Im Focus: A quantum walk of photons

Physicists from the University of Würzburg are capable of generating identical looking single light particles at the push of a button. Two new studies now demonstrate the potential this method holds.

The quantum computer has fuelled the imagination of scientists for decades: It is based on fundamentally different phenomena than a conventional computer....

Im Focus: Turmoil in sluggish electrons’ existence

An international team of physicists has monitored the scattering behaviour of electrons in a non-conducting material in real-time. Their insights could be beneficial for radiotherapy.

We can refer to electrons in non-conducting materials as ‘sluggish’. Typically, they remain fixed in a location, deep inside an atomic composite. It is hence...

Im Focus: Wafer-thin Magnetic Materials Developed for Future Quantum Technologies

Two-dimensional magnetic structures are regarded as a promising material for new types of data storage, since the magnetic properties of individual molecular building blocks can be investigated and modified. For the first time, researchers have now produced a wafer-thin ferrimagnet, in which molecules with different magnetic centers arrange themselves on a gold surface to form a checkerboard pattern. Scientists at the Swiss Nanoscience Institute at the University of Basel and the Paul Scherrer Institute published their findings in the journal Nature Communications.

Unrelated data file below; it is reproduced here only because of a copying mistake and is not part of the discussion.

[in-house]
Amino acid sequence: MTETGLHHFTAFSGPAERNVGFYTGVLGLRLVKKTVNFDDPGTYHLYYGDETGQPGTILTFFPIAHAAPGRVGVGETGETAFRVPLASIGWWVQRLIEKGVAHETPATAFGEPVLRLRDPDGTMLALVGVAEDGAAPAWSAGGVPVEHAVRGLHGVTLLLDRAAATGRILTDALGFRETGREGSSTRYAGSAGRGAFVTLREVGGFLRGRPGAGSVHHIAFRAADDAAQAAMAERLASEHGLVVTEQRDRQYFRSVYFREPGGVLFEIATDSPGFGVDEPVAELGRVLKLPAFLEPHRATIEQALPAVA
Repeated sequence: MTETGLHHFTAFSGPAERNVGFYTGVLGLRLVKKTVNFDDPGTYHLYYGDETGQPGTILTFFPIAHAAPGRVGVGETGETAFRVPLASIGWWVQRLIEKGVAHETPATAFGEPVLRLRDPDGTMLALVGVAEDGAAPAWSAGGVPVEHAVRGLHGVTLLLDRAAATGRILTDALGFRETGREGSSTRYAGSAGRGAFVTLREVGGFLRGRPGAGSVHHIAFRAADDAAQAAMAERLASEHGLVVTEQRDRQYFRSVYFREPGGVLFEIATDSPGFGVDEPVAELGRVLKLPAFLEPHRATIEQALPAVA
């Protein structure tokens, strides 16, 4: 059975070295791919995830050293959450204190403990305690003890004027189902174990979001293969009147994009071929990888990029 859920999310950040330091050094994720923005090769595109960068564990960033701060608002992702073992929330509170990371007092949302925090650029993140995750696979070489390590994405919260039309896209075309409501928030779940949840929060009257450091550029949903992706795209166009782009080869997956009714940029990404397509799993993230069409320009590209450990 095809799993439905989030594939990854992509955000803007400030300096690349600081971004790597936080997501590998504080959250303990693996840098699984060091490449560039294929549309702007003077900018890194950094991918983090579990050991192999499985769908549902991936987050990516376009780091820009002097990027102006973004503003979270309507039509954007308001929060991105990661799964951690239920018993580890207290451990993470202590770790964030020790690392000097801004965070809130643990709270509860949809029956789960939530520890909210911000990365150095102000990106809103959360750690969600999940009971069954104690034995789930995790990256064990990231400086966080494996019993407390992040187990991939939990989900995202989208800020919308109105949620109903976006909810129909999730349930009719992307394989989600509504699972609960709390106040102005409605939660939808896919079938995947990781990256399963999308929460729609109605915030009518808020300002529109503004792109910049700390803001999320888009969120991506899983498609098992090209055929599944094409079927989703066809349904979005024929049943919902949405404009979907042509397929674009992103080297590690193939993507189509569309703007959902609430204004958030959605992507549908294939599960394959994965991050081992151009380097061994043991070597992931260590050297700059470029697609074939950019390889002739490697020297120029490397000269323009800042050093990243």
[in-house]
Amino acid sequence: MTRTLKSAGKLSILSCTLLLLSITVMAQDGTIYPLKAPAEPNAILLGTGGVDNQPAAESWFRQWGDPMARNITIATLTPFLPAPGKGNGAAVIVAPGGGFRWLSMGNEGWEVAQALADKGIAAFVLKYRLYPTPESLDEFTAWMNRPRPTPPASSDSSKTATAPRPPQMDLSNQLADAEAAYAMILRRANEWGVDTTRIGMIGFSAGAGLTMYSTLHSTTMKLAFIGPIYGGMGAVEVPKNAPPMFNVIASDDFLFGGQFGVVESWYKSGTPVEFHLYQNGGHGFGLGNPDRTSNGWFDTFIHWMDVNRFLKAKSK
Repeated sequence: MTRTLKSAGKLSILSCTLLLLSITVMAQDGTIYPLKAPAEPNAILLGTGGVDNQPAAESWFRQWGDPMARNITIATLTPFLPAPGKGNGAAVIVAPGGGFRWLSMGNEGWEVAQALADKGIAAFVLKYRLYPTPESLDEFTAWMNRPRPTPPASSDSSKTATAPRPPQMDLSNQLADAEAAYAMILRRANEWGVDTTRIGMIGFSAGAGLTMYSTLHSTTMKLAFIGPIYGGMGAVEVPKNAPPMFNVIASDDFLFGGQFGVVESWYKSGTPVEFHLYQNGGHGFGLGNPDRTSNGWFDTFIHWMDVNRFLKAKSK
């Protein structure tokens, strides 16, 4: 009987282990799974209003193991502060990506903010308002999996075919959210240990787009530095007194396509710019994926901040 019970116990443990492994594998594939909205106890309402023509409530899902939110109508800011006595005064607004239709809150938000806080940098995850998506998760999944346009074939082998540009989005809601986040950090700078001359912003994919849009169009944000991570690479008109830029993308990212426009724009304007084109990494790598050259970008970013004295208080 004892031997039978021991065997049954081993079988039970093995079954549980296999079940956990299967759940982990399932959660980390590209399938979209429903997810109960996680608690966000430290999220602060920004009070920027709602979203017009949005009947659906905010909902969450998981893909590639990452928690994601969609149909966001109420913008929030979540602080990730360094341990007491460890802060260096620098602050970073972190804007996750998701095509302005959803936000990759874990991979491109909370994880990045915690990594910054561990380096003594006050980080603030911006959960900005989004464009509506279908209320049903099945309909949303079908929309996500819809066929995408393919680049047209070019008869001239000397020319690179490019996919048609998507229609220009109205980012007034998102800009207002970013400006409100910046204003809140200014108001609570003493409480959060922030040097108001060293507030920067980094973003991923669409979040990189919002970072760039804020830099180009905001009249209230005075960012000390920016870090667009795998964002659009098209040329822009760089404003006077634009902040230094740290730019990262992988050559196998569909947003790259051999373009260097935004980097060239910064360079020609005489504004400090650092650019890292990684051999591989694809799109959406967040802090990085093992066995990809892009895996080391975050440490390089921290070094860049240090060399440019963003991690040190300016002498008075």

Ferrimagnets are composed of two centers which are magnetized at different strengths and point in opposing directions. Two-dimensional, quasi-flat ferrimagnets...

Im Focus: World's thinnest hologram paves path to new 3-D world

Nano-hologram paves way for integration of 3-D holography into everyday electronics

An Australian-Chinese research team has created the world's thinnest hologram, paving the way towards the integration of 3D holography into everyday...

All Focus news of the innovation-report >>>

Anzeige

Anzeige

Event News

Marine Conservation: IASS Contributes to UN Ocean Conference in New York on 5-9 June

24.05.2017 | Event News

AWK Aachen Machine Tool Colloquium 2017: Internet of Production for Agile Enterprises

23.05.2017 | Event News

Dortmund MST Conference presents Individualized Healthcare Solutions with micro and nanotechnology

22.05.2017 | Event News

 
Latest News

How herpesviruses win the footrace against the immune system

26.05.2017 | Life Sciences

Water forms 'spine of hydration' around DNA, group finds

26.05.2017 | Life Sciences

First Juno science results supported by University of Leicester's Jupiter 'forecast'

26.05.2017 | Physics and Astronomy

VideoLinks
B2B-VideoLinks
More VideoLinks >>>